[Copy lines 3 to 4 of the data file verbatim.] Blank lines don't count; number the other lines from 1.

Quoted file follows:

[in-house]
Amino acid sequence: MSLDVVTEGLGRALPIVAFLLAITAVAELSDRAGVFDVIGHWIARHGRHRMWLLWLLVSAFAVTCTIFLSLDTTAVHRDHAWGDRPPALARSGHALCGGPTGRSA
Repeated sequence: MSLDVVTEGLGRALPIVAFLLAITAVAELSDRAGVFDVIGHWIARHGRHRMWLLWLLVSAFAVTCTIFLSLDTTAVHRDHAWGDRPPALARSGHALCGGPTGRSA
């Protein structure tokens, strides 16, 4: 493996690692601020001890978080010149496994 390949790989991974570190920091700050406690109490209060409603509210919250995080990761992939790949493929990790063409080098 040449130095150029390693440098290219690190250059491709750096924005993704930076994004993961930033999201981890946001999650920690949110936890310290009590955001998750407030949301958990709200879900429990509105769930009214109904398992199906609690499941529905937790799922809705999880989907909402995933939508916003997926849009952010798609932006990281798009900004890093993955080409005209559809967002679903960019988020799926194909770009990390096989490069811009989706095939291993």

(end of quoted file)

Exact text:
Repeated sequence: MSLDVVTEGLGRALPIVAFLLAITAVAELSDRAGVFDVIGHWIARHGRHRMWLLWLLVSAFAVTCTIFLSLDTTAVHRDHAWGDRPPALARSGHALCGGPTGRSA
């Protein structure tokens, strides 16, 4: 493996690692601020001890978080010149496994 390949790989991974570190920091700050406690109490209060409603509210919250995080990761992939790949493929990790063409080098 040449130095150029390693440098290219690190250059491709750096924005993704930076994004993961930033999201981890946001999650920690949110936890310290009590955001998750407030949301958990709200879900429990509105769930009214109904398992199906609690499941529905937790799922809705999880989907909402995933939508916003997926849009952010798609932006990281798009900004890093993955080409005209559809967002679903960019988020799926194909770009990390096989490069811009989706095939291993």